City Hall Labour has criticised a new flexible rail ticket scheme that does not include journeys between stations in London. The Government announced plans to introduce flexible pricing on tickets within England in a bid to make rail travel cheaper for those who may not be commuting five days a...
City Hall Labour has criticised a new flexible rail ticket scheme that does not include journeys between stations in London.
The Government announced plans to introduce flexible pricing on tickets within England in a bid to make rail travel cheaper for those who may not be commuting five days a week following the easing of lockdown restrictions.
But the flexible pricing will not apply to journeys between stations within London’s fare zones, where daily and weekly caps already apply to those using Oyster cards or contactless pay as you go.
Responding to the announcement of the new scheme, Labour’s London Assembly transport spokesperson Elly Baker said that it “does little for Londoners” and has called for more “widespread reform” of rail fares.
Ms Baker said: “The introduction of these new flexible season tickets falls far short of the widespread reform that the fares system desperately needs.
“Even as a short-term measure, it does little for Londoners as the discounted tickets do not apply to journeys made between stations in the capital.
“This means that commuters travelling into work two days a week on busy routes, such as from Romford to Liverpool Street, won’t see any benefits.”
Following the announcement, City Hall Labour has once again called for a “fairer deal for Londoners” by devolving more suburban rail services to Transport for London.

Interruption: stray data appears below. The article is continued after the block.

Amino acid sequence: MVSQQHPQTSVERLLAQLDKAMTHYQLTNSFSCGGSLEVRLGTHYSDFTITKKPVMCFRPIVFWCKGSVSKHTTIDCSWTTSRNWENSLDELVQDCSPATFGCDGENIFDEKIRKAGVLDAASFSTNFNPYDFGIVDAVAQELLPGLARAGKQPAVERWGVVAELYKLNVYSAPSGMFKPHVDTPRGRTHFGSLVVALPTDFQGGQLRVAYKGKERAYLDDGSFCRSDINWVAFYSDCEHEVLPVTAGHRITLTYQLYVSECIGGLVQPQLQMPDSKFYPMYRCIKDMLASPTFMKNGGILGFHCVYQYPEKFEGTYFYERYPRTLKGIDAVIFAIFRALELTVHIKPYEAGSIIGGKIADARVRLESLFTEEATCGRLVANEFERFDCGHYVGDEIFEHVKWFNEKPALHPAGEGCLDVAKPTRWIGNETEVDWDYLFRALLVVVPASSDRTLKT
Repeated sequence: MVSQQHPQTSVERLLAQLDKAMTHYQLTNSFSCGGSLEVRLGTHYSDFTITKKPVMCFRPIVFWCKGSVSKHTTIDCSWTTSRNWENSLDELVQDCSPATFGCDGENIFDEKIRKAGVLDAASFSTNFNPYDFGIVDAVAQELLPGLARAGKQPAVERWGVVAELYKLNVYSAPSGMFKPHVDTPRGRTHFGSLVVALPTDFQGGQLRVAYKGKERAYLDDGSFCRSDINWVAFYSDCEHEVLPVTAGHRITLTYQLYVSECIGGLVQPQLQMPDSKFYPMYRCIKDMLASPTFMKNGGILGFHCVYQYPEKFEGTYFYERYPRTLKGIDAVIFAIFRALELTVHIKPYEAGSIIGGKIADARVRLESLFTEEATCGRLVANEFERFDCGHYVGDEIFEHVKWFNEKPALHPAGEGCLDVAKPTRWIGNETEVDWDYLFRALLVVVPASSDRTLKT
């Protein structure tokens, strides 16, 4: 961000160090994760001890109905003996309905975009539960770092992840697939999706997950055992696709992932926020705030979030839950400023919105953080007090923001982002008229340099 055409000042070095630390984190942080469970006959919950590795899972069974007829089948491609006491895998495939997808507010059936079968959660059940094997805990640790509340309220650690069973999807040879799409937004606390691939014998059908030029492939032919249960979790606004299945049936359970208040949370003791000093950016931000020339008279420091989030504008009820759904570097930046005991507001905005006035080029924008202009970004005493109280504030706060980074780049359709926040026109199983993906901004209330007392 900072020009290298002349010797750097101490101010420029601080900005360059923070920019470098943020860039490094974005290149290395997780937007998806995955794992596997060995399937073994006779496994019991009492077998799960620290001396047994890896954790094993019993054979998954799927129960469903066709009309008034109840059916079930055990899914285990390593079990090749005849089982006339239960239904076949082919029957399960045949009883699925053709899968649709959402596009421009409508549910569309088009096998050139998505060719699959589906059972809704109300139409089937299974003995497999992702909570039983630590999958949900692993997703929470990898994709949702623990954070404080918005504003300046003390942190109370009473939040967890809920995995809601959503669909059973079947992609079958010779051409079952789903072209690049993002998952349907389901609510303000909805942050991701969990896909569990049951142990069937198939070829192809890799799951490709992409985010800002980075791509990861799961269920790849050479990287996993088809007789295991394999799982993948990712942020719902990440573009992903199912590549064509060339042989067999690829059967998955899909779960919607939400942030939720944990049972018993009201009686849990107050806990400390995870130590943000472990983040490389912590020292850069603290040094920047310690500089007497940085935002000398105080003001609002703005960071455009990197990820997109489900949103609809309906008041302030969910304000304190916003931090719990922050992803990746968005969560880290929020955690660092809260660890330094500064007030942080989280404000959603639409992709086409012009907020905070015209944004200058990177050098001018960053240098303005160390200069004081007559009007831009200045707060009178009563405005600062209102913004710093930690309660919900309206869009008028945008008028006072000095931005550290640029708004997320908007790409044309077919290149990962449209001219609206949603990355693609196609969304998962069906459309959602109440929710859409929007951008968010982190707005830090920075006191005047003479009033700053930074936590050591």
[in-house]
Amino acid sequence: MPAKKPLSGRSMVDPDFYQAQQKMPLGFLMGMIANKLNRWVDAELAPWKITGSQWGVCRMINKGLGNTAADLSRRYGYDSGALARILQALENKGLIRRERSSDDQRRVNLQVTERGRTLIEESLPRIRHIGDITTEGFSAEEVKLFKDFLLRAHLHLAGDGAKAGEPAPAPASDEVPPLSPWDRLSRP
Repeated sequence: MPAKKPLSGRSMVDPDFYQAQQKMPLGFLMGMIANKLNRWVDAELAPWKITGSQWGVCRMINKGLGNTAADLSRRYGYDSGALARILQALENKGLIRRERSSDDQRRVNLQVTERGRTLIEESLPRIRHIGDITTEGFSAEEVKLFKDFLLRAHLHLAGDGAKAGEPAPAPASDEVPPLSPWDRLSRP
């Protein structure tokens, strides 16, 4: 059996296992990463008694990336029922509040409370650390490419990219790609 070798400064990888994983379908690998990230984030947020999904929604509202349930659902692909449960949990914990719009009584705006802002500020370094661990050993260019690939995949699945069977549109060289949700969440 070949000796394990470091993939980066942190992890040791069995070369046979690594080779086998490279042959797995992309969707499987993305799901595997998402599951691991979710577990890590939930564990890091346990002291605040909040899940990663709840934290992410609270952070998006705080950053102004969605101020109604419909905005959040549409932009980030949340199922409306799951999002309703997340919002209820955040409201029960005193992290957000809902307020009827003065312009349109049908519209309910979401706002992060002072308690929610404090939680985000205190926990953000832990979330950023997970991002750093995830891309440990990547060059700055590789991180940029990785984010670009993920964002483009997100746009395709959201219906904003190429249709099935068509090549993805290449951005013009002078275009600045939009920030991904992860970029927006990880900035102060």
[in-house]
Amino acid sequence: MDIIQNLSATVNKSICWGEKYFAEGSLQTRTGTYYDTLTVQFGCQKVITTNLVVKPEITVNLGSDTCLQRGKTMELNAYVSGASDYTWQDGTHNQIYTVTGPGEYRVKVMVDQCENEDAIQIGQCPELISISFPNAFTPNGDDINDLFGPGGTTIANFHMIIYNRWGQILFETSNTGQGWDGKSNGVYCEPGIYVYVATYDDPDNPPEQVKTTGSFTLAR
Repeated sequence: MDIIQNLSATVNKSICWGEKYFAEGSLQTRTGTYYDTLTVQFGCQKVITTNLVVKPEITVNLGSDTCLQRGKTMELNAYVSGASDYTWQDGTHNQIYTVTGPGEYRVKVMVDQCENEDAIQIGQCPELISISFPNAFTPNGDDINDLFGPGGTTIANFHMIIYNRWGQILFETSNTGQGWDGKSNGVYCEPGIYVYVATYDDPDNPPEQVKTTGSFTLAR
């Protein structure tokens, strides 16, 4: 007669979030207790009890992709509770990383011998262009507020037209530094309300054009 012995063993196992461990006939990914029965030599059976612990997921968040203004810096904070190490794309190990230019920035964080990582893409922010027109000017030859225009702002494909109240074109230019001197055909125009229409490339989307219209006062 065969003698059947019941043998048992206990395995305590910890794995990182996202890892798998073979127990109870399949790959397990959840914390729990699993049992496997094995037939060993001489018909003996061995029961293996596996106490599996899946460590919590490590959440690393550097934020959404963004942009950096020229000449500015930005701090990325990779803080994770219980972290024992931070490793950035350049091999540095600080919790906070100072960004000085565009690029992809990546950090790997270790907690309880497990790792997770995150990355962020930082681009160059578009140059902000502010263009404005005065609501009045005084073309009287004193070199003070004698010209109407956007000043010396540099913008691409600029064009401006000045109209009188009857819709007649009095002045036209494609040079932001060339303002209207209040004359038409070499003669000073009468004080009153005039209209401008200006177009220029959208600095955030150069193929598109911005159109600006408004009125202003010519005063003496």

A spokesperson for the Department for Transport (DfT) said: “Flexible season tickets will offer most two and three day per week commuters savings against buying daily tickets or traditional seasons.
“We have always been clear that passengers should consider which product best suits their journey and travel pattern. This will be easier than ever with the updated season ticket calculator.”
The DfT has also said that the flexible tickets will reflect “modern working habits and save passengers hundreds of pounds”.
The new flexible pricing scheme will allow commuters to purchase tickets for eight journeys between two stations that can be used within 28 days, which the Government says can save up to £350 a year.
Though the scheme will not apply to journeys within London, it will apply to commuters travelling into the capital from elsewhere.
A flexible travelcard for Londoners was proposed by the Liberal Democrats during May’s mayoral election, and Assembly Member Caroline Pidgeon has repeated calls for flexible fares in London to reflect “new ways of working”.
Ms Pidgeon said: “While London has pioneered daily and weekly caps on TfL fares there is still a long way to go in introducing flexible fares. A good start would be a travelcard designed for people working part-time or working only a few days a week from the office, reflecting our new ways of working.”
The announcement of flexible rail pricing coincided with research commissioned by the London Chamber of Commerce and Industry that found 83 per cent of business where employees are able to work from home expect them to do so at least one day a week once lockdown restrictions are fully lifted.
Of those businesses for whom home working is an option, almost half said they expect employees to work from home either four or five days a week while only nine per cent said they do not expect employees to work from home at all once lockdown restrictions are lifted.
London Chamber chief executive Richard Burge said of the findings that many businesses “have already made decisions” about remote working once lockdown is lifted and that the pandemic will “deliver a remote working legacy in London”.